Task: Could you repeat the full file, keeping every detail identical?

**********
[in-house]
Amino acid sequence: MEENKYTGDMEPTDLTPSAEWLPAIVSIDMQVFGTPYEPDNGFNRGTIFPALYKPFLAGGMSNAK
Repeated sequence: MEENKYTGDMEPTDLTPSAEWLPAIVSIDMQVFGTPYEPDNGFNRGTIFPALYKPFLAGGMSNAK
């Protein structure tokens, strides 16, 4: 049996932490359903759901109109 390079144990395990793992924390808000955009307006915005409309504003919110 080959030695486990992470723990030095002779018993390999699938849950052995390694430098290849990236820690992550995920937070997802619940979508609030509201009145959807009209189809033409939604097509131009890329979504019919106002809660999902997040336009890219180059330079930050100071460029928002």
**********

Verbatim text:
[in-house]
Amino acid sequence: MEENKYTGDMEPTDLTPSAEWLPAIVSIDMQVFGTPYEPDNGFNRGTIFPALYKPFLAGGMSNAK
Repeated sequence: MEENKYTGDMEPTDLTPSAEWLPAIVSIDMQVFGTPYEPDNGFNRGTIFPALYKPFLAGGMSNAK
């Protein structure tokens, strides 16, 4: 049996932490359903759901109109 390079144990395990793992924390808000955009307006915005409309504003919110 080959030695486990992470723990030095002779018993390999699938849950052995390694430098290849990236820690992550995920937070997802619940979508609030509201009145959807009209189809033409939604097509131009890329979504019919106002809660999902997040336009890219180059330079930050100071460029928002």